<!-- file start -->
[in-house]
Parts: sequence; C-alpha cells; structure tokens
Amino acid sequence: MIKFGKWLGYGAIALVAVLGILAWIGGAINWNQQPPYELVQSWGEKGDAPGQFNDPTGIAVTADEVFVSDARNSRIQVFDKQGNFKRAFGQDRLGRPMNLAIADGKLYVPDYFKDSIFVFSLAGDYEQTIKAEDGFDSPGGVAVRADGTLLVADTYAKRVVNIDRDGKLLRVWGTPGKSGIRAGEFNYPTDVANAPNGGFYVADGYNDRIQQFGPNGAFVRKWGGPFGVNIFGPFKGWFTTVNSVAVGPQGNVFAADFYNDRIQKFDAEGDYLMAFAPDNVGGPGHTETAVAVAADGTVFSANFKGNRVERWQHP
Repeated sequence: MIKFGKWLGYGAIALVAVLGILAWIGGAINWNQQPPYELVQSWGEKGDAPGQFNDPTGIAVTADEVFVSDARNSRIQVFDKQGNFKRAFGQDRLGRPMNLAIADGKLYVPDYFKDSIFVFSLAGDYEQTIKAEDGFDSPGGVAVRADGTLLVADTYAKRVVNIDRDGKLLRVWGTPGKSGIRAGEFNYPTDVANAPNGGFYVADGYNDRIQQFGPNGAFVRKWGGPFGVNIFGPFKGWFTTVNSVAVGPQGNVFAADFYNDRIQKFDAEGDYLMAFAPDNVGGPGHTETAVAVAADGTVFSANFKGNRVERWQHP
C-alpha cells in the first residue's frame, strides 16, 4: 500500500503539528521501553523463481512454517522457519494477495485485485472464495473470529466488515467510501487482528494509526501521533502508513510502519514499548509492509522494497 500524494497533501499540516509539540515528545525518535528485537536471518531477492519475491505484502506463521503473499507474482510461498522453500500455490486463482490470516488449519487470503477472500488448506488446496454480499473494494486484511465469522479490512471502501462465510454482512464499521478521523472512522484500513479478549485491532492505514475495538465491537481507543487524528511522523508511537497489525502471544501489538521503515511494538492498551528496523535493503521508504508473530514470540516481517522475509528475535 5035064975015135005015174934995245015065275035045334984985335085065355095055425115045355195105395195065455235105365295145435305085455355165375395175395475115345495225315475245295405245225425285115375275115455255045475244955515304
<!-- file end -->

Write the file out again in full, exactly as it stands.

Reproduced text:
[in-house]
Parts: sequence; C-alpha cells; structure tokens
Amino acid sequence: MIKFGKWLGYGAIALVAVLGILAWIGGAINWNQQPPYELVQSWGEKGDAPGQFNDPTGIAVTADEVFVSDARNSRIQVFDKQGNFKRAFGQDRLGRPMNLAIADGKLYVPDYFKDSIFVFSLAGDYEQTIKAEDGFDSPGGVAVRADGTLLVADTYAKRVVNIDRDGKLLRVWGTPGKSGIRAGEFNYPTDVANAPNGGFYVADGYNDRIQQFGPNGAFVRKWGGPFGVNIFGPFKGWFTTVNSVAVGPQGNVFAADFYNDRIQKFDAEGDYLMAFAPDNVGGPGHTETAVAVAADGTVFSANFKGNRVERWQHP
Repeated sequence: MIKFGKWLGYGAIALVAVLGILAWIGGAINWNQQPPYELVQSWGEKGDAPGQFNDPTGIAVTADEVFVSDARNSRIQVFDKQGNFKRAFGQDRLGRPMNLAIADGKLYVPDYFKDSIFVFSLAGDYEQTIKAEDGFDSPGGVAVRADGTLLVADTYAKRVVNIDRDGKLLRVWGTPGKSGIRAGEFNYPTDVANAPNGGFYVADGYNDRIQQFGPNGAFVRKWGGPFGVNIFGPFKGWFTTVNSVAVGPQGNVFAADFYNDRIQKFDAEGDYLMAFAPDNVGGPGHTETAVAVAADGTVFSANFKGNRVERWQHP
C-alpha cells in the first residue's frame, strides 16, 4: 500500500503539528521501553523463481512454517522457519494477495485485485472464495473470529466488515467510501487482528494509526501521533502508513510502519514499548509492509522494497 500524494497533501499540516509539540515528545525518535528485537536471518531477492519475491505484502506463521503473499507474482510461498522453500500455490486463482490470516488449519487470503477472500488448506488446496454480499473494494486484511465469522479490512471502501462465510454482512464499521478521523472512522484500513479478549485491532492505514475495538465491537481507543487524528511522523508511537497489525502471544501489538521503515511494538492498551528496523535493503521508504508473530514470540516481517522475509528475535 5035064975015135005015174934995245015065275035045334984985335085065355095055425115045355195105395195065455235105365295145435305085455355165375395175395475115345495225315475245295405245225425285115375275115455255045475244955515304